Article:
Tuesday, August 9, 2011

Hospital Roommate Etiquette: Rule Number One

More and more hospitals are joining the trend to make all patient rooms private. It makes for a more enjoyable, healthier stay for patients.

Until that day when patients do not have to share a room with a stranger, we could all stand to learn a few rules of hospital roommate etiquette. A lot of it is just common sense and plain courteous behavior. 
In the months I spent confined to a bed in hospitals or rehabilitation centers, I found plenty of roommates that seemed to have neither.
I’ve developed a list of rules that a patient should practice upon entrance to a semi-private room. It would make hospital stays a lot more pleasant.
I’ll share them on this blog one rule at a time.

Rule Number 1:  No whining or screaming.
If you were one of my roommates over the past several years, chances are you were not in good shape. I was in wings that catered to cancer patients, people with a brain injury or disabled folks. 
Not happy places.
But you roomies who spent all that time complaining or yelling made it more of a nightmare for me. And the others on the floor.
We were all hurting. And worried. And sometimes fearing for our very lives.
At a time when I was deeply concerned about my own health, you made it worse by whining about yours.
Early in my hospital journey, I shared a rehab room with a woman who had been in a sledding accident. She had broken several bones and was in a type of traction. Not pleasant, I know.
But did it help that she complained about it, loudly and endlessly on the phone, to her visitors and to the nurses?
“I don’t know how much longer I can stand this!” she said. Doctors told her it would take something like 8 weeks to recover. “EIGHT WEEKS!” she told everyone who would listen. “That’s a long time!! I can’t wait that long.”
Meanwhile, I was in the next bed, slowly going downhill. My diagnosis was a mystery. I kept getting sicker and sicker and doctors were at their wits’ end. They had tried almost everything. Yet my strength and neurological function kept deteriorating.
Eight weeks until your broken bones would be healed?  Sounded like a piece of cake to me.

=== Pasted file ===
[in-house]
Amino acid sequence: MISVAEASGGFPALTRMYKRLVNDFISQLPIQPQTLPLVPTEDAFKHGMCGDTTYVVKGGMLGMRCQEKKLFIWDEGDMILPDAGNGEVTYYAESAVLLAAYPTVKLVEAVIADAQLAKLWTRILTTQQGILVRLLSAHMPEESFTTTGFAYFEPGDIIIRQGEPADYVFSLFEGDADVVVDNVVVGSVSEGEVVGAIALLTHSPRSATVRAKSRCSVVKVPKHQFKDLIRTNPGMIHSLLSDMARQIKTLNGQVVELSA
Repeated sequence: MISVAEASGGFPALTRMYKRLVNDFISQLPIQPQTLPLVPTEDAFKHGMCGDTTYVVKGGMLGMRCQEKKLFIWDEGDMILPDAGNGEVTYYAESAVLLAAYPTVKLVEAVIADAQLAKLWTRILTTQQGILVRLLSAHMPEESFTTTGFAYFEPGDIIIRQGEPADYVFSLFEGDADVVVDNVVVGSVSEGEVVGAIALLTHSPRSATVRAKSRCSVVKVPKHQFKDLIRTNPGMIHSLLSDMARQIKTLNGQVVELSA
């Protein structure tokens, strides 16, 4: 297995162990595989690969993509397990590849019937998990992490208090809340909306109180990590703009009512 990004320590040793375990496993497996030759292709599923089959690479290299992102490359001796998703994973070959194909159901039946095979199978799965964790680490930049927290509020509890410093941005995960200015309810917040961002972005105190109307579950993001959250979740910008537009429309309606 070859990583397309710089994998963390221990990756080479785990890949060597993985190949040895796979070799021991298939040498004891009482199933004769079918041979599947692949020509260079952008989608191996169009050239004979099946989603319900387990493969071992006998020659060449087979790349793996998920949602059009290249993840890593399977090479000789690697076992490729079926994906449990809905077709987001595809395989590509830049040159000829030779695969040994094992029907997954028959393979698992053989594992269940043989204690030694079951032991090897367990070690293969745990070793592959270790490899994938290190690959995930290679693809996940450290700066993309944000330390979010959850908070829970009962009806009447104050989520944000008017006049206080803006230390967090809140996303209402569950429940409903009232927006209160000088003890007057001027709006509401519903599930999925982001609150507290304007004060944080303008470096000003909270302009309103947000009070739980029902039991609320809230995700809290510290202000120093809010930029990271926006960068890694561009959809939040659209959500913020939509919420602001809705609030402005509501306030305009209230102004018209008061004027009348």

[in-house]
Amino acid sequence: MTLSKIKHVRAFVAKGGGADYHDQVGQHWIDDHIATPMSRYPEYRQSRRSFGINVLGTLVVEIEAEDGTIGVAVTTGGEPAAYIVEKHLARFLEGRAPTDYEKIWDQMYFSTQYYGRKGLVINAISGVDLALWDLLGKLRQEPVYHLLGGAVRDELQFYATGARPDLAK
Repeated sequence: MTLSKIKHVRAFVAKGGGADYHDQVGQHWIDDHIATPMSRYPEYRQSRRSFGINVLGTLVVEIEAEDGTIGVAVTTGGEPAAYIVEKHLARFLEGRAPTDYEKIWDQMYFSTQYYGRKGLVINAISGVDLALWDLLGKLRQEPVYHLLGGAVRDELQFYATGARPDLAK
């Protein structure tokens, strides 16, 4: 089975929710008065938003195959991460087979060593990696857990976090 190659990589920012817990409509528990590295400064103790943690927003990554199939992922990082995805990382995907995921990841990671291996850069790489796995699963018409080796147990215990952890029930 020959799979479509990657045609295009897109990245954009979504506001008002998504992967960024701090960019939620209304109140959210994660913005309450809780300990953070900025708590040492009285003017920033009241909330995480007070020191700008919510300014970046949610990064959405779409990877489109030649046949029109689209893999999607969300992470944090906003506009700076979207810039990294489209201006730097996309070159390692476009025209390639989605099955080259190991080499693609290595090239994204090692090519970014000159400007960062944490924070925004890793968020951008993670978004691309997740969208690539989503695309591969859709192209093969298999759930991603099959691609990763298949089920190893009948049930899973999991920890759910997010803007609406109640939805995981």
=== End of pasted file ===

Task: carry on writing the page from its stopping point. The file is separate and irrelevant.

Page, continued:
While my hand trembled as I slowly tried to raise a spoon to my mouth for dinner, my neighbor was complaining about her beverage. She didn’t like the flavor and demanded that the nurse get her another one. She could have done it politely but no, she was harsh and acted like it was the end of the world.
Months later, when I was in a separate rehab facility that was the absolute worst, one patient would scream out all night, every night, keeping me on edge and awake. Because he wasn’t just screaming to scream. He was yelling “Call 9-1-1!!” and hollering the address of the rehab facility.
When I mentioned it to one of the nurses, she said, “Well, he’s been here a long time.”
No excuse.
Another roomie in a wonderful rehab facility seemed to have a deathly fear of the whole medical profession.
When a nurse would enter our room with a blood pressure machine -- which he or she had to do several times a day -- the patient would start shrieking as if she was being attacked. “It’s just a blood pressure machine and it doesn’t hurt,” the nurse would tell her to no avail. The patient couldn’t speak English.
I know. It’s scary being in the hospital. But complaining about it incessantly and at a high volume doesn’t help anyone, particularly your roommate.


  1. Oh Laura, I love this. My dad has always had the gift of charming his nurses. They'd come and sit with him on their breaks. He was always genuinely grateful and kind to them. I have vowed to learn from this because I've seen the opposite and know how those nurses are treated. I had never thought about it from the roomie's perspective. Thank you for that. xoxo

  2. I'm sure the nurses and roommates appreciated his kind demeanor.
    You are welcome for broadening your view. It's one of the things I hope to achieve in my blog!